Reducing Order Fulfillment Costs with Cartonization
Can Cartonization of Orders Help Reduce your Order Fulfillment Costs?
The short answer is yes, but there are several processes that make up a fulfillment/distribution operation. One of the critical KPIs that all distribution operations must consider is Cost Per Order Shipped. There are three basic processes that make up order fulfillment and factor into the Cost Per Order Shipped; Picking, Packing, and Shipping. These processes are interdependent when considering efficiency and costs. Increasing the efficiency of one could drive down the efficiency in another and not improve the overall process. All of the areas need to be considered holistically in order to reduce the overall cost of the entire fulfillment operation.
Cartonization software integrated into a Warehouse Execution Software (WES) system is the tool that can help all three areas of the fulfillment processes work together to help reduce the Cost Per Order Shipped.
Free Guide: Top Order Fulfillment KPI Indicators
Let’s start by defining Cartonization. It is the process by which the proper type and size shipping container are selected for each order shipped. Many people equate cartonization to cubing. Although it is a very important part of Cartonization, cubing is only one of several factors used to determine the right container selected for an order.
The three basic steps in the order fulfillment processes:
Picking: The first process in order fulfillment. There are several picking strategies that Cartonization can help improve.
- Discrete Order Picking: An order picked by one person from start to finish
- Cluster Picking: Multiple orders picked by a single person
- Batch Picking: Picking all the SKU’s for many orders at one time with one or many pickers, then using a secondary consolidation process to sort (manually or automatically) product into discrete orders.
Packing: The second process used in order fulfillment and the one that is changing most rapidly due to the increase in freight costs. Cartonization can be used to help determine what packing method is best used based upon labor and packaging costs and product attributes such as cube, fragility, temperature, etc. Some different packing methods/technologies include:
- Traditional Regular Slotted Carton (RSC): Used for medium and large cube orders. Handles relatively fragile products with the right type of unit packaging and void fill materials. Can be hand taped or run through a carton sealing machine for increased throughput.
- Polybags: Used for small to medium cube orders with a very durable product. Can be manually or automatically packed and labeled. Requires no void fill and can be ignored for dimensional weight surcharges because it contains little or no empty space (air).
- Corrugate Wrapping Machines: Machines that wrap sheet corrugate around the order requiring no void fill. A very efficient and low-cost packaging, but can be used for a small range of cubic sizes and product types.
Shipping: The last process in order fulfillment. Shipping or freight costs, especially from parcel carriers, are increasing far beyond other supply chain costs. Carriers are now adding surcharges to orders that have a large cube relative to their weight (dimensional weight).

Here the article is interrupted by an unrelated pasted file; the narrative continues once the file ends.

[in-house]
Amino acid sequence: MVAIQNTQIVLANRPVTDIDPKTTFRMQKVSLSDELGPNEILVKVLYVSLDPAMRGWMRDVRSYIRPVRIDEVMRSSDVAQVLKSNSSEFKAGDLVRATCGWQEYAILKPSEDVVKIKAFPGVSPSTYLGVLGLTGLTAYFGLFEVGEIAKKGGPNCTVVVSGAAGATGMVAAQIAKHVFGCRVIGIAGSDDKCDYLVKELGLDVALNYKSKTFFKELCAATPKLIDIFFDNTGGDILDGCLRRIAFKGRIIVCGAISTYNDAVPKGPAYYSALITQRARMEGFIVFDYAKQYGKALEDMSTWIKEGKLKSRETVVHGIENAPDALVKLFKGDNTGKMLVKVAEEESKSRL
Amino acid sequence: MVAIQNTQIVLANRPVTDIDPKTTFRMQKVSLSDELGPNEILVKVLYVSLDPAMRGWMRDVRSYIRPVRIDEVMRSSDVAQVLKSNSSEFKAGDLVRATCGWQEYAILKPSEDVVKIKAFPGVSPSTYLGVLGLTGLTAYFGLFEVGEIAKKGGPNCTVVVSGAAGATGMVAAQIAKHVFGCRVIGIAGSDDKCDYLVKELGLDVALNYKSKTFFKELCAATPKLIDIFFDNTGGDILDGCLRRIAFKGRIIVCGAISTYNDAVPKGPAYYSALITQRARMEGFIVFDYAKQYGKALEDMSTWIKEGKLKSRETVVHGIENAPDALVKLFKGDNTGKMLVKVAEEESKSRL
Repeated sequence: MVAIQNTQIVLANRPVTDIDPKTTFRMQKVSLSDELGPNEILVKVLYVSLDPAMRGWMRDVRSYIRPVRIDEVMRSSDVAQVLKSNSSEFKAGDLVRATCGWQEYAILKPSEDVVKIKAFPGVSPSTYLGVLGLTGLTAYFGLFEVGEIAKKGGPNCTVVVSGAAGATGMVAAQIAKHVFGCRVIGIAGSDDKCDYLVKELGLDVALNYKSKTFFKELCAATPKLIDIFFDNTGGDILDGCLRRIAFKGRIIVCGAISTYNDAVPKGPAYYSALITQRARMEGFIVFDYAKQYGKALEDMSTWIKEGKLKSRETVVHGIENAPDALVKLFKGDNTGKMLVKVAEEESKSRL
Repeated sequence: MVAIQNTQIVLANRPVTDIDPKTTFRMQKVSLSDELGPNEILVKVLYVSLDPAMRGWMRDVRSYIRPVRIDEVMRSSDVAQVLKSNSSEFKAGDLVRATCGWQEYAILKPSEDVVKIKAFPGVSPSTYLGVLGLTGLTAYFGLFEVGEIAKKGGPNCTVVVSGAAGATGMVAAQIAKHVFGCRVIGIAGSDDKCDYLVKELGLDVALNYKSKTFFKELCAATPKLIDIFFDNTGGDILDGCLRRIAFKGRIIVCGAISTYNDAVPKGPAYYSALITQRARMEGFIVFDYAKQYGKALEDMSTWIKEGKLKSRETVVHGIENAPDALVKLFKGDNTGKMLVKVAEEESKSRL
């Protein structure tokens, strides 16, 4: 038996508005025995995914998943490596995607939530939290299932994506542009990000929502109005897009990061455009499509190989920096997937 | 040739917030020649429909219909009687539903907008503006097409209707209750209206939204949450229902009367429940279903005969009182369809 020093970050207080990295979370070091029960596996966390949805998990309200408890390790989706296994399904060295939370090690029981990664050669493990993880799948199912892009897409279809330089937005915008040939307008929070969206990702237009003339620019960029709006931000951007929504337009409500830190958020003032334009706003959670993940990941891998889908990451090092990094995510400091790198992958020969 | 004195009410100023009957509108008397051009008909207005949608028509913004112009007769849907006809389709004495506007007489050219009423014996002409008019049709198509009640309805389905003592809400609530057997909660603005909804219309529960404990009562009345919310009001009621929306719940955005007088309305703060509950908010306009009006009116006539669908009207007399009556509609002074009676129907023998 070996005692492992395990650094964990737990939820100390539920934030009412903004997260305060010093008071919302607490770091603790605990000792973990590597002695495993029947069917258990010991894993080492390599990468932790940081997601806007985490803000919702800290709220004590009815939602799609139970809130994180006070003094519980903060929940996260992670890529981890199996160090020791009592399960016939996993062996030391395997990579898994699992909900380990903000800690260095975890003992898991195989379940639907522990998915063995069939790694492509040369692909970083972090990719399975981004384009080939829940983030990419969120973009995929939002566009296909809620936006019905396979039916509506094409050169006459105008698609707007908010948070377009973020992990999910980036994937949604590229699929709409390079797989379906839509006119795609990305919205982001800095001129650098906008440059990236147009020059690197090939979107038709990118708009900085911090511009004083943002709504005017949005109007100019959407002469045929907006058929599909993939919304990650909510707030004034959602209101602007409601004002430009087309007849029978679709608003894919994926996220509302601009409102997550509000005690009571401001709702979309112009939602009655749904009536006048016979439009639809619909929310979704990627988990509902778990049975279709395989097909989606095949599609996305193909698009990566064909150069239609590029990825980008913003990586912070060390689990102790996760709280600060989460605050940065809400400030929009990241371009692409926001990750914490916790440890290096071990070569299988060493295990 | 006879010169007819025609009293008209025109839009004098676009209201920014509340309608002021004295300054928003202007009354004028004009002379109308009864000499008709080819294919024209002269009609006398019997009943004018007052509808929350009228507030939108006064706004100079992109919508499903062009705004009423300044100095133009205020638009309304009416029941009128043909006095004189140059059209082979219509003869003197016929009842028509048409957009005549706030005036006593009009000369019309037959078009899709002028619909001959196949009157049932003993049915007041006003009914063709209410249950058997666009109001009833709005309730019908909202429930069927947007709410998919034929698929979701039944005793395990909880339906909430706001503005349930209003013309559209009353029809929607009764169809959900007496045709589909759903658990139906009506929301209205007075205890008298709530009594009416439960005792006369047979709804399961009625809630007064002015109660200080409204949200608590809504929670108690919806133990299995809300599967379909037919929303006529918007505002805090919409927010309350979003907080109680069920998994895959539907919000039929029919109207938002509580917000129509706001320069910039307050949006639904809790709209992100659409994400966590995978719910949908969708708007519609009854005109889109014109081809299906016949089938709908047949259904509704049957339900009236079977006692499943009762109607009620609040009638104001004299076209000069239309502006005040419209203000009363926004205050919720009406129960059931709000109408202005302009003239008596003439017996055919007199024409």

One of the biggest focuses of supply chain managers today is how to get the most product on a truck when leaving the dock. The goal is to reduce or prevent shipping and paying for air. Cartonization is the best method to help prevent this. If the size and weights of all of the SKUs handled are maintained in the item master, the maximum amount of product into one shipping container or on one pallet, minimizing any wasted space. Order containers are selected to minimize the empty space thus reducing packaging costs in addition to freight savings.
How cartonization is applied to the order fulfillment operation
Cartonization chooses the type and size container to ship the order. If discrete or cluster picking is used, cartonization can be done prior to orders being picked. Pickers can be directed to the select the right container to start and orders can be picked into the shipping container. The packing process can be reduced to inserting a pack list, adding dunnage, and sealing the container. This will add little to the picking time and can reduce packing time 30-50%.
If there are enough order and unit volume to justify batch picking there will probably be 2-3 different types of containers (cartons, polybags, non-conveyables) that require different types of packing. Cartonization can select the type of shipping container based on the cost of the container and the associated labor costs of each type. For example, polybags can cost $0.12-$0.25 per order and bagging machines can package 10-15 orders per minute with a single operator. If the order cube is too large or the product is fragile, a polybag cannot be used and a corrugated carton may be a better container choice. Cartonization can then be used to set up the batches so that orders are batched together by their packing type, eliminating additional travel and handling sorting product to different packing areas.
The bottom line, no matter what your operation looks like today, there are ways that Cartonization can be used increase efficiencies and reduce the Cost Per Order Shipped. It may require time to define and modify the processes, but you won’t get any improvements without starting the conversation. You will definitely find improvements to your order quality, reduction in your fulfillment costs, and increased customer satisfaction.